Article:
“It puts reputations in danger. It puts lives in danger, especially in the context of the Anti-Terrorism Law. It definitely has no place in democracy,” Millado said.

An implausible script

Parlade has patched things up with Locsin, but some of the damage done to the celebrity’s reputation may prove difficult to fix. Internet trolls continue to disparage her and make false claims about her.

And yet Locsin’s handling of the ordeal – composed but defiant, setting the record straight – boosted her credibility, and endeared her more to those who understood the situation.

This is a celebrity who, instead of basking in the limelight, has gone out of her way many times over to help her countrymen in distress. So when some overzealous quarters tried to portray her as an enemy of the state, it did not stick. No act with an implausible script can go on for long.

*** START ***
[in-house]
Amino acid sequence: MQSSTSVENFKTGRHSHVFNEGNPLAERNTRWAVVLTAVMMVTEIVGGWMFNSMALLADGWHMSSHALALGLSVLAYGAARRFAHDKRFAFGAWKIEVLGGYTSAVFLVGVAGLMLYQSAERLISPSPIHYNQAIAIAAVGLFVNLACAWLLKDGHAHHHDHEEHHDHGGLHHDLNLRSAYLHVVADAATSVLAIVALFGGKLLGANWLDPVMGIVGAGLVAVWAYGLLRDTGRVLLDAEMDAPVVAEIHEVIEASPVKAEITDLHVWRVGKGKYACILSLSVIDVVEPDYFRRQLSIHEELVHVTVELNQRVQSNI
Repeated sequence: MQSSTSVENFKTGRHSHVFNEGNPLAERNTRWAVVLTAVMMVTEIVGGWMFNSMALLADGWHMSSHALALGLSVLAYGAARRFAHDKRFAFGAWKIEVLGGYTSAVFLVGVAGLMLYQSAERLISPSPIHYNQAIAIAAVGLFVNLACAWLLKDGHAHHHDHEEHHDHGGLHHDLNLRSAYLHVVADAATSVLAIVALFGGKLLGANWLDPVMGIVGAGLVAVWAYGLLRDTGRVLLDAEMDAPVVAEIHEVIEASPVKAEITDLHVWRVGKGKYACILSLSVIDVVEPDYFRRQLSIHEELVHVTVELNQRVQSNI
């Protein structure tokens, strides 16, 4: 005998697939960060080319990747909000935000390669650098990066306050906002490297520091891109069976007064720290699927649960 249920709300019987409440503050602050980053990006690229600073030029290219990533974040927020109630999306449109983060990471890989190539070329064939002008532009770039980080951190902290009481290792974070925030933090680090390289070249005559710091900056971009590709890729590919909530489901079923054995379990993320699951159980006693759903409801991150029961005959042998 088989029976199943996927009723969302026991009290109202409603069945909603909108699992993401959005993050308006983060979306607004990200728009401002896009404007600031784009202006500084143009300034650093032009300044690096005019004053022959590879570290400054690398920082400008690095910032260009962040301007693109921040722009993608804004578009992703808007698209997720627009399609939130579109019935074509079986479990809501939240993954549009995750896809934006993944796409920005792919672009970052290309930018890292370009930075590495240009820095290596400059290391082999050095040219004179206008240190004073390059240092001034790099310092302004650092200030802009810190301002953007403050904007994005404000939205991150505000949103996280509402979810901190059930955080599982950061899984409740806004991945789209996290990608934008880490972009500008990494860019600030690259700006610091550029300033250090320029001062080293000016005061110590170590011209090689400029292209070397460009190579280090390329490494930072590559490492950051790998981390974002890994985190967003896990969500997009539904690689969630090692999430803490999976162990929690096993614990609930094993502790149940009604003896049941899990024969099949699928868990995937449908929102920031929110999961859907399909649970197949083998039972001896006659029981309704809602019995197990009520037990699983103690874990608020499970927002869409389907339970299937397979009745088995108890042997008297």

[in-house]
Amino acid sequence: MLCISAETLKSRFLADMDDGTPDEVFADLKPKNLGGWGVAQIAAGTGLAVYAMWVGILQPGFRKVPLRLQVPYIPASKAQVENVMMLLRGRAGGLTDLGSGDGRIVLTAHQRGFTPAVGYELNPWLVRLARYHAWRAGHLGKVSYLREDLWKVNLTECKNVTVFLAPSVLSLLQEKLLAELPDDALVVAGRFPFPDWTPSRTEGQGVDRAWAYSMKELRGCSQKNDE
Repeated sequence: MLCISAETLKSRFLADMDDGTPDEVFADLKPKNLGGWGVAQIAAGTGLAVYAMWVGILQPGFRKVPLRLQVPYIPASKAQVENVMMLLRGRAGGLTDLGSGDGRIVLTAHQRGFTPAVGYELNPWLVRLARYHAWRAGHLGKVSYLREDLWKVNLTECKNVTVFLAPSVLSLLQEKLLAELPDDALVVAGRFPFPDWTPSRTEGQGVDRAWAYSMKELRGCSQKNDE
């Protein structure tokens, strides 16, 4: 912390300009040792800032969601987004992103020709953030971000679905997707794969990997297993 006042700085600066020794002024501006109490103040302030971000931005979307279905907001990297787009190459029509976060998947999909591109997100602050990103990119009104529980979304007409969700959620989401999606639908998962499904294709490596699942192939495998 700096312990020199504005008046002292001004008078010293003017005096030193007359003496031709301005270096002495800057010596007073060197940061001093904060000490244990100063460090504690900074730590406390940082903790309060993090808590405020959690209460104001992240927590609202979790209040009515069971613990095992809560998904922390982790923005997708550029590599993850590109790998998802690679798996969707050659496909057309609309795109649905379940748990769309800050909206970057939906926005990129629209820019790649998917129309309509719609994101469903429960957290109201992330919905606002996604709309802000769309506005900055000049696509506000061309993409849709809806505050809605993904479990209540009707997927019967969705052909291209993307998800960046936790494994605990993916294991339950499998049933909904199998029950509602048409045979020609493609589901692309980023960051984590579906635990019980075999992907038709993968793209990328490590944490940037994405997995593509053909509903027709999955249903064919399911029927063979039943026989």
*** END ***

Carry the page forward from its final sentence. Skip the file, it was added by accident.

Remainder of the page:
Angel Locsin is ending 2020 with acclaim not just for her onscreen performances, but for what she has accomplished in real life. LionhearTV named her one of the Most Admired Celebrities of 2020, and EdukCircle recognized her as the Most Influential Celebrity of the Decade–

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JC Gotinga

JC Gotinga often reports about the West Philippine Sea, the communist insurgency, and terrorism as he covers national defense and security for Rappler. He enjoys telling stories about his hometown, Pasig City. JC has worked with Al Jazeera, CNN Philippines, News5, and CBN Asia.